On Tuesday April 19, 2016, Canada’s Digital Policy Forum (CPDF) will host stakeholders and policy makers to discuss improving Canada’s performance in the development of its digital economy. The Forum proposes that “inevitably, any sound strategy for economic diversification must be a digital strategy.”
At Digital Strategy Conference, we defined digital strategy as “the process of identifying, articulating and executing on digital opportunities that will increase your organization’s competitive advantage.” If you expand ‘your organization’ to incorporate Canada, we can extrapolate that organizational-level thinking to economy-level thinking.
If digital enterprises empower and drive growth, the CPDF Diversifying Canada’s Economy Through Strong Digital Policy Forum asks what kinds of policies and institutions are needed to encourage and scale that growth. How can we best enable digital innovations? The day is set up to:
- Establish the current cyber-security threats and attack environment (behold the recent hospital system held hostage);
- Discuss the potential for user-generated data to impact us socially, politically, and economically;
- Ask if data from our devices be brought out of the private domain and used to serve the public good, without compromising privacy or safety?
- Learn from Sweden’s model for exploiting the opportunities of digitalisation
- Debate if government and the private sector are capable of collaboration and cooperation at speed, or if our competitive skills will merely erode further?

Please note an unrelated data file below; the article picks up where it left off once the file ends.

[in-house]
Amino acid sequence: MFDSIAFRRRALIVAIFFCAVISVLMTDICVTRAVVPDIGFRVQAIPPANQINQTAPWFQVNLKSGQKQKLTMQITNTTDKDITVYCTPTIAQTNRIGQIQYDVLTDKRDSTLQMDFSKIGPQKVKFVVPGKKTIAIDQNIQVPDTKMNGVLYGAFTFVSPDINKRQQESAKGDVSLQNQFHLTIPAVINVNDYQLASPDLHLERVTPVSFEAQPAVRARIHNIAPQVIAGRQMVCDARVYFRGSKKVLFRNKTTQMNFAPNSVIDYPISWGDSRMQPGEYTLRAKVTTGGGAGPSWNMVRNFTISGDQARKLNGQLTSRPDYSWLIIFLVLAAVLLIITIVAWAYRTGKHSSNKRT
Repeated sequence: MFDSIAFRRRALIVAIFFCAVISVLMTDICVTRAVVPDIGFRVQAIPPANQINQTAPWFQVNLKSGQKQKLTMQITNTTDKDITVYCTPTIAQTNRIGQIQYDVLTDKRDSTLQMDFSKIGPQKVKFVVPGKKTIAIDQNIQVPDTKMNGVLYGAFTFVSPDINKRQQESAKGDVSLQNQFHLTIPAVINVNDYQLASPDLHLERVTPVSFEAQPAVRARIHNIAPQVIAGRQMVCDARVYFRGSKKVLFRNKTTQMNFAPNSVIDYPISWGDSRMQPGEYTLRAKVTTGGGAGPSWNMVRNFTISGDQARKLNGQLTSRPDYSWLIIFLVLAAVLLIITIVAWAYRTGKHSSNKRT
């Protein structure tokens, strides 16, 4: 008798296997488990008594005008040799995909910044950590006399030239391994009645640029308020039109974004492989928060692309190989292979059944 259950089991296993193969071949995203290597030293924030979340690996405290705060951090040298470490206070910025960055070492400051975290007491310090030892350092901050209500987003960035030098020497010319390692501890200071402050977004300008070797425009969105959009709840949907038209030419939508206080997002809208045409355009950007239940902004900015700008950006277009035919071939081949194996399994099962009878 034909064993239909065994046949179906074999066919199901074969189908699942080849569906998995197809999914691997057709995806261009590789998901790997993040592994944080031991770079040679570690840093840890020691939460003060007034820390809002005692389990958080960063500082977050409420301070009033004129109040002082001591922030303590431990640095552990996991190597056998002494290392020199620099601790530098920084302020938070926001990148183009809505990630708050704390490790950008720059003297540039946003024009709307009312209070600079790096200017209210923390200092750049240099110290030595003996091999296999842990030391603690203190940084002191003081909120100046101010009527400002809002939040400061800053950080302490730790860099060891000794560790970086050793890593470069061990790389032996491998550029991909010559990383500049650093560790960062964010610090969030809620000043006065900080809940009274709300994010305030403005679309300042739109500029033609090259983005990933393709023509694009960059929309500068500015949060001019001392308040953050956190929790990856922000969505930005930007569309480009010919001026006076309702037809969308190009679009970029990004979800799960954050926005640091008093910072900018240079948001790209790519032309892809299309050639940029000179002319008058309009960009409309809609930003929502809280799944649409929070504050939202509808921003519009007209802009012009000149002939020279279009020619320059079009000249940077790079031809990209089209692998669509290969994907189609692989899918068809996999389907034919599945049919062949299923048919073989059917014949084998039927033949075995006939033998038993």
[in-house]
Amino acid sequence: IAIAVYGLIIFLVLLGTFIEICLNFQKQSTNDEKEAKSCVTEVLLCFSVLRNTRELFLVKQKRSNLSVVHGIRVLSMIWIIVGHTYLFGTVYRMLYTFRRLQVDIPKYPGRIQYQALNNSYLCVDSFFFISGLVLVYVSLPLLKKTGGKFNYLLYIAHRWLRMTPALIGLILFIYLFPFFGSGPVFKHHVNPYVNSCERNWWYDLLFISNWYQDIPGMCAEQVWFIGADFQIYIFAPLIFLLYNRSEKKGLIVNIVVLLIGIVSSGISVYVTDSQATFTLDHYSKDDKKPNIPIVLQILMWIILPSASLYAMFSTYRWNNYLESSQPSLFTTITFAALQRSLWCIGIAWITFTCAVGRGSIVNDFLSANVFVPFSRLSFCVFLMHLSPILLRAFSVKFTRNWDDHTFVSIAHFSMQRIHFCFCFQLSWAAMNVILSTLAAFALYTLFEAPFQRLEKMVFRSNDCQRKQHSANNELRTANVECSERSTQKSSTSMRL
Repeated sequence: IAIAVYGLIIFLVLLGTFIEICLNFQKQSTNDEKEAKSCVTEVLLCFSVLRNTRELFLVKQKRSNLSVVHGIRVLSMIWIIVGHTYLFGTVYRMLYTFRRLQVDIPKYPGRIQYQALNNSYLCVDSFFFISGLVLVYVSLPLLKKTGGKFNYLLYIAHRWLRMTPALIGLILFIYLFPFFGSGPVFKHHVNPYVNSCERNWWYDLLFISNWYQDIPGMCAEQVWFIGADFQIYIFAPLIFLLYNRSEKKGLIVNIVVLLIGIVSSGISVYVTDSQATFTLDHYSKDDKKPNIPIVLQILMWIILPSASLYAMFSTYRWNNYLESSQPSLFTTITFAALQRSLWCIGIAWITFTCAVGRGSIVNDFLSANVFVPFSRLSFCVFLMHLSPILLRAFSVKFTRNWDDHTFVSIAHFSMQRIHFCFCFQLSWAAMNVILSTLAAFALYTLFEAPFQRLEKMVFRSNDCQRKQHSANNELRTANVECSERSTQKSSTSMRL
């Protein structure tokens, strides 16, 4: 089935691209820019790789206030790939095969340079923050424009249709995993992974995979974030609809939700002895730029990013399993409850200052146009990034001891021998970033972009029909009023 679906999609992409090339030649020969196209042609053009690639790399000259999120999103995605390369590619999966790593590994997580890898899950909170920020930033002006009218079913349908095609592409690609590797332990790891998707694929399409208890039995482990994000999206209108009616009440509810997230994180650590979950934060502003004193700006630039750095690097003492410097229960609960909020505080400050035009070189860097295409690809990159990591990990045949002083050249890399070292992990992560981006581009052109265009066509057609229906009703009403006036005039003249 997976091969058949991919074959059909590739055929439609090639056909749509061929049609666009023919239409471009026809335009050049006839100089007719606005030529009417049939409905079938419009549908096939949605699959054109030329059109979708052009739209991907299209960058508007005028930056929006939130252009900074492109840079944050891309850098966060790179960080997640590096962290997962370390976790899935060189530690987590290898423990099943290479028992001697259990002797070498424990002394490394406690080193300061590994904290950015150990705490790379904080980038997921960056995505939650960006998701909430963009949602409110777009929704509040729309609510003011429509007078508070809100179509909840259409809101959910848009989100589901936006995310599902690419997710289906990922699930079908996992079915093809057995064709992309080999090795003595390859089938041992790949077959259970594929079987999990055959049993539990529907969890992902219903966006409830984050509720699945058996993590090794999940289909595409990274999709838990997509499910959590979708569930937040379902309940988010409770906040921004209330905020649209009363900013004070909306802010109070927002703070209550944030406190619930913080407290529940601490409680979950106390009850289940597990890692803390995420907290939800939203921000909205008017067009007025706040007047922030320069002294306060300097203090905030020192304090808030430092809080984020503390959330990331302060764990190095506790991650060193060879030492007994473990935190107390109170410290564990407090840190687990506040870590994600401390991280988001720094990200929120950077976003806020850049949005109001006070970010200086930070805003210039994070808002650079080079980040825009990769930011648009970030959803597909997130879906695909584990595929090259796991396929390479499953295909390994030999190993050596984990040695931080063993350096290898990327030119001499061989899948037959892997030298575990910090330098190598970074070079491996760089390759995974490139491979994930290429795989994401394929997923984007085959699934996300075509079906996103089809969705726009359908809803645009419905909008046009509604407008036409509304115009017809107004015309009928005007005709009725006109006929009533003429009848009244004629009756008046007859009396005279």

As co-author of the dStrategy Digital Maturity model, I’m looking forward to hearing from industry such as Google and Intuit – and from academics and policy makers such as the Information & Communications Technology Council (who recently released Digital Talent: Road to 2020 and Beyond), the Social Media Lab, a multi- and interdisciplinary research laboratory at Ryerson University and at the Ted Rogers School of Management at Ryerson University and Sweden’s Digitalisation Commission.
If digital readiness interests you, consider participating in the dStrategy Digital Maturity Benchmark Survey. Intended to help organizations understand the dimensions needed for digital readiness, as with the Forum, understanding how we can build digital capacity at an organizational level can also serve to help us identify capabilities and gaps in advancing our national competitiveness.